Potential complications await consumers as President Barack Obama’s health care law approaches its second open enrollment season, just two months away.
Don’t expect a repeat of last year’s website meltdown, but the new sign-up period could expose underlying problems with the law itself that are less easily fixed than a computer system.
Getting those who signed up this year enrolled again for 2015 won’t be as easy as it might seem. And the law’s interaction between insurance and taxes looks like a sure-fire formula for confusion.
— For the roughly 8 million people who signed up this year, the administration has set up automatic renewal. But consumers who go that route may regret it. They risk sticker shock by missing out on lower-premium options. And they could get stuck with an outdated and possibly incorrect government subsidy. Automatic renewal should be a last resort, consumer advocates say.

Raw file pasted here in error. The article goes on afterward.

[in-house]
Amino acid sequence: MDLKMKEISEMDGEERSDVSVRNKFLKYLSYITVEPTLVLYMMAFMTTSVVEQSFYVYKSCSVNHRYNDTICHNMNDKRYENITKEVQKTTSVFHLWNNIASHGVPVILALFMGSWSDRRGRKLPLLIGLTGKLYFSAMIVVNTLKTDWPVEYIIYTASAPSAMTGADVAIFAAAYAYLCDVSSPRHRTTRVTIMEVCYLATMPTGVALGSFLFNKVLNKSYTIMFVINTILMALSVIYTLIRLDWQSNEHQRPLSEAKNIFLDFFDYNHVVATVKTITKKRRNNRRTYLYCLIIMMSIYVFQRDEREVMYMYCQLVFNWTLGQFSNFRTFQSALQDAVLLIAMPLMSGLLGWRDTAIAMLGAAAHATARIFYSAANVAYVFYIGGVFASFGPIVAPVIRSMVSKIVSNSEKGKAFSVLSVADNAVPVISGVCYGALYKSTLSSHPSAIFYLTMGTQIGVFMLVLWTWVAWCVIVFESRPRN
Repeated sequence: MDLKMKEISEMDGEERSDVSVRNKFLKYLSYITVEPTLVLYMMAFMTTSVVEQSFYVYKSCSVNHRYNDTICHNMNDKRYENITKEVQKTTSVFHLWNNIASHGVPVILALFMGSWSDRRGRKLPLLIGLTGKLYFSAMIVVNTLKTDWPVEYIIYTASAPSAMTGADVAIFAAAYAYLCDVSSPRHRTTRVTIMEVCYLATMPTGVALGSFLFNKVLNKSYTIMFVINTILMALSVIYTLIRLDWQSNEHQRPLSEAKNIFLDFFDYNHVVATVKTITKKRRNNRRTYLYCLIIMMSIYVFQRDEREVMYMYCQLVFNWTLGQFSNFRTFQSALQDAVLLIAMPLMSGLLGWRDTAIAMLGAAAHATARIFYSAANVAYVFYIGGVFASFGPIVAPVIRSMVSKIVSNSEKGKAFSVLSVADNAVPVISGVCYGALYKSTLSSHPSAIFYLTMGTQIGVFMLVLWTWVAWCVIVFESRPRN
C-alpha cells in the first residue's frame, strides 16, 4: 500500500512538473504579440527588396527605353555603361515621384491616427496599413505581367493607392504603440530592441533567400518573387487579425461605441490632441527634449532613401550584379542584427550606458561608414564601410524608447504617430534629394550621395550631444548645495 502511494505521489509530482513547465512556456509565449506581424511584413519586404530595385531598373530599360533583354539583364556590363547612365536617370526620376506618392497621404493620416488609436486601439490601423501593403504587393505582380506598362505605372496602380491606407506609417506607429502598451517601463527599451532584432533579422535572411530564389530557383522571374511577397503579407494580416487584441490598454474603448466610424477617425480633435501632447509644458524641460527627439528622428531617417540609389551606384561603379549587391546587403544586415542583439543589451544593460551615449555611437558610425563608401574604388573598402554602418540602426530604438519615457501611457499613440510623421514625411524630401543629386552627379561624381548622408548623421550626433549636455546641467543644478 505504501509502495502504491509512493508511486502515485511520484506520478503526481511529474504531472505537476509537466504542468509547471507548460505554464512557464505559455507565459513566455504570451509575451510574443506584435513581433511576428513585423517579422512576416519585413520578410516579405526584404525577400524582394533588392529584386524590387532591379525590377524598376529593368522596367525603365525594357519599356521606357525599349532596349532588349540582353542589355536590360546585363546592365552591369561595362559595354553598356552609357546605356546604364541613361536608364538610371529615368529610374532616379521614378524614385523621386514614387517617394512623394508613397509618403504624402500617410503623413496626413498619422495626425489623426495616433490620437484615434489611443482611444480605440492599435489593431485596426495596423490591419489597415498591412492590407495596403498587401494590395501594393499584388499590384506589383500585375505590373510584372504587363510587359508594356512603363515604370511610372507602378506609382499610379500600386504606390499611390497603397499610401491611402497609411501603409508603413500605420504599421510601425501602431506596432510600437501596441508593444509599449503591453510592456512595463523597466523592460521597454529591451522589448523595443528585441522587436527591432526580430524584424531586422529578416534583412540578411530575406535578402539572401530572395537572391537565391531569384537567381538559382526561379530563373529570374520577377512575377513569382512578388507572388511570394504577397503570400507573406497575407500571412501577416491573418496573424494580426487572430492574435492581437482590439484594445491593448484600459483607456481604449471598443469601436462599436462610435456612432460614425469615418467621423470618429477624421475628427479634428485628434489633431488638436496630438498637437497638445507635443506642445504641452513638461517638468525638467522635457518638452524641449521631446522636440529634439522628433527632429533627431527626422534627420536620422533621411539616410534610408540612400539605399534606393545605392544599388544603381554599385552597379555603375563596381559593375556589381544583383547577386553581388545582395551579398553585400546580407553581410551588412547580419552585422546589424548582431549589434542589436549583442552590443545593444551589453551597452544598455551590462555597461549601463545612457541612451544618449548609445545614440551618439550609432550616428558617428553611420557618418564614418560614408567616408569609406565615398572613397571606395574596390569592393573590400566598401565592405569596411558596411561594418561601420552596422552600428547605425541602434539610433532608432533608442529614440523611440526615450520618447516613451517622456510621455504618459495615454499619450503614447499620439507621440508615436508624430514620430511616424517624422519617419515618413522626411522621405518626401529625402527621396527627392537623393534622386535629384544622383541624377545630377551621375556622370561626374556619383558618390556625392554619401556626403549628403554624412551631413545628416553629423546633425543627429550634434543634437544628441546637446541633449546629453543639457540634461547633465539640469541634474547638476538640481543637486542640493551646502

—An additional 5 million people or so will be signing up for the first time on HealthCare.gov and state exchange websites. But the Nov. 15-Feb. 15 open enrollment season will be half as long the 2013-2014 sign-up period, and it overlaps with the holiday season.
— Of those enrolled this year, the overwhelming majority received tax credits to help pay their premiums. Because those subsidies are tied to income, those 6.7 million consumers will have to file new forms with their 2014 tax returns to prove they got the right amount. Too much subsidy and their tax refunds will be reduced. Too little, and the government owes them.